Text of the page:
Pacific Standard Time - Getty Foundation Initiative on Southern California Art
Pacific Standard Time (PST): Art in LA 1945-1980, a multi-venue Los Angeles art exhibition, looked back at, defined and documented LA (and adjacent cities) post-war art as it emerged onto the international art scene; PST, focusing on the people who made this movement happen and on the works they produced. PST ran from the fall of 2011 through early spring 2012.
Pacific Standard Time simultaneously became a genre all its own, a seminal moment that one day may be as significant and legendary as the New York Armory show of 1913.
Getty Foundation Initiative
Pacific Standard Time, a collaboration of 100-plus museums and galleries, was initiated by the Getty Foundation to feature art of the post-war period. This initiative was established through grants of nearly $10 million and coordinated with the Getty Research Institute. With participating art venues from San Diego to Los Angeles to Santa Barbara, east to Riverside and Palm Springs, PST represents a vast array of art styles under one movement.
Pacific Standard Time emphasized that the genesis and development of Los Angeles as a major art capital occurred in the decades following World War II. Life-changing events included the advent of the counterculture revolution, the opening of several emerging art schools here, and the development of the aerospace industry. The latter helped draw attention to this area, while providing artists with a variety of techniques and materials, including malleable plastics and acrylic resin/polymer emulsion paint that many (particularly California Light and Space artists) incorporated into their works. PST is a narrative of that great change.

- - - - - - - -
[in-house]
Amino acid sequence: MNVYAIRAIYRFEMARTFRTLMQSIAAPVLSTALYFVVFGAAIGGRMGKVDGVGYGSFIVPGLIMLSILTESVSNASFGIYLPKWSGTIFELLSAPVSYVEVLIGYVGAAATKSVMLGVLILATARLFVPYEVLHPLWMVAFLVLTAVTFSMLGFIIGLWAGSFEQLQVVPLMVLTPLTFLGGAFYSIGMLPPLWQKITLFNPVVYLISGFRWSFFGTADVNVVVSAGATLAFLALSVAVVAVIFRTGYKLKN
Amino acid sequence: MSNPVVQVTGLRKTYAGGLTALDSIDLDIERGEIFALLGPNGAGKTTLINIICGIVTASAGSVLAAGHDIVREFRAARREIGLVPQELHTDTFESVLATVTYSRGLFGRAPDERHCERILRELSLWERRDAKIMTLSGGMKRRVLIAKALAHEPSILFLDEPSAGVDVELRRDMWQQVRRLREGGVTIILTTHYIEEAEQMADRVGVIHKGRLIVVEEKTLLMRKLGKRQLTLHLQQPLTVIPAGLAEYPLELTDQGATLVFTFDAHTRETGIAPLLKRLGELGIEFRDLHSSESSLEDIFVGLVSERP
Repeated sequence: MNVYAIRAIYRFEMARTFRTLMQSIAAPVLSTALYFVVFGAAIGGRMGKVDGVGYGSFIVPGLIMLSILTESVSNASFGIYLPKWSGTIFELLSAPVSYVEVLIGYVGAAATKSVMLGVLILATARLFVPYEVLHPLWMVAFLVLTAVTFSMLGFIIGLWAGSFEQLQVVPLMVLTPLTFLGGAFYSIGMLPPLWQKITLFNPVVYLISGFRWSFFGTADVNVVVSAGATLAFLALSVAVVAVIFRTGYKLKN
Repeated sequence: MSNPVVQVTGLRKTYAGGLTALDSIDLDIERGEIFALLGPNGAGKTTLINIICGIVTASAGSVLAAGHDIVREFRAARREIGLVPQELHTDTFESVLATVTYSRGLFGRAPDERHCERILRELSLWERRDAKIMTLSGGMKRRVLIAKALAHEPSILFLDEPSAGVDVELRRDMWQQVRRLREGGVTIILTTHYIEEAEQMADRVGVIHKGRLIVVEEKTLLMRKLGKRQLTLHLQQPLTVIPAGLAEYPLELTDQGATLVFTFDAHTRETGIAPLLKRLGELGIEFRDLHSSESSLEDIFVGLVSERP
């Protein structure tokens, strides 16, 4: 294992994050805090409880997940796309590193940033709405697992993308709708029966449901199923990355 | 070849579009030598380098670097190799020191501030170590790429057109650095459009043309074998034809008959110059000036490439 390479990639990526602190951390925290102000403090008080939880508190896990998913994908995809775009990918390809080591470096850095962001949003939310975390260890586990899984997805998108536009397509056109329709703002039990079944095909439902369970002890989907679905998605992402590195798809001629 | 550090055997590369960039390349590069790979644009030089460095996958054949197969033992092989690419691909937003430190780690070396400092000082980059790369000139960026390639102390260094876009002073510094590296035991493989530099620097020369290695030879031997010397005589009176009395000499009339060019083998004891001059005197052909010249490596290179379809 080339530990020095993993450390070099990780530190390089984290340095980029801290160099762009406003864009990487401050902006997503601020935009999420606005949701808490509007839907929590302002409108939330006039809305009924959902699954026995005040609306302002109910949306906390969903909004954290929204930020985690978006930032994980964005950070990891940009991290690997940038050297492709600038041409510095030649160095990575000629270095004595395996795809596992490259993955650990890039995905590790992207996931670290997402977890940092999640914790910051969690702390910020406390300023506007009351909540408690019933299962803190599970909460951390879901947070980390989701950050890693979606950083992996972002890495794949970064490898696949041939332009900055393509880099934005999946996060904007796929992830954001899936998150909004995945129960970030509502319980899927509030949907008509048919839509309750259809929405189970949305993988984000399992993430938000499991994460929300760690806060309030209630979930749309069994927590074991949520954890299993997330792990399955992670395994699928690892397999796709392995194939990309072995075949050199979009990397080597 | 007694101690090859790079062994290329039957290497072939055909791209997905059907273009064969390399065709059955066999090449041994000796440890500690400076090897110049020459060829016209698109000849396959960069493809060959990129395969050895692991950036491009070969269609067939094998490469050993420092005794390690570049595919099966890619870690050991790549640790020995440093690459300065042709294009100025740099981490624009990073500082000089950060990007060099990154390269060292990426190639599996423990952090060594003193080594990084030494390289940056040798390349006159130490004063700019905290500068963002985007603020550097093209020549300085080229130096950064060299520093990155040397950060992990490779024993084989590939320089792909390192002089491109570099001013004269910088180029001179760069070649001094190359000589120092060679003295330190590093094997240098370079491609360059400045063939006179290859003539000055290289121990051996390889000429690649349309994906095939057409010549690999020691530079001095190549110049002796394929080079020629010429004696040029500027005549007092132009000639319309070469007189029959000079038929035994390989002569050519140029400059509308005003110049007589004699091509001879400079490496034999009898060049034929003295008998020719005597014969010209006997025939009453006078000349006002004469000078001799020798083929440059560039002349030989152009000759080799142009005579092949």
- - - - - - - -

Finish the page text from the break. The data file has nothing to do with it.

LA - An Art Capital
Consequently, Los Angeles (and surrounding environs) has become today an art capital, as important as New York, Berlin and London. The area has many significant museums, including the $130,000,000 Eli Broad Museum under construction. There are excellent art schools, and an active coterie of artists from those in their twenties to veterans of early LA art movements, now in their eighties.
Responding to the Getty initiative, many dozen public and private art venues have researched the works of numerous artists, art forms and styles, creating exhibitions that individually and altogether define this comprehensive period; this research is documented in about 40 catalogs.
Pacific Standard Time exhibitions featured: particular styles of art; specific artists and movements. Each participating institution makes its own contribution to this story of artistic innovation and social change, told through numerous displays and programs. PST encompasses L.A. Pop to postminimalism; modernist architecture and design to multi-media installations; the films of the African American L.A. Rebellion to the feminist activities of the Woman’s Building; ceramics to Chicano performance art; and Japanese American design to the pioneering work of artists’ collectives.
PST exhibitions demonstrated that many artists working during this PST period experimented with their art in supportive settings, often unfettered by academic or commercial pressures. The result is artwork of varied styles, medias and disciplines, most with honesty, integrity and depth of subject matter.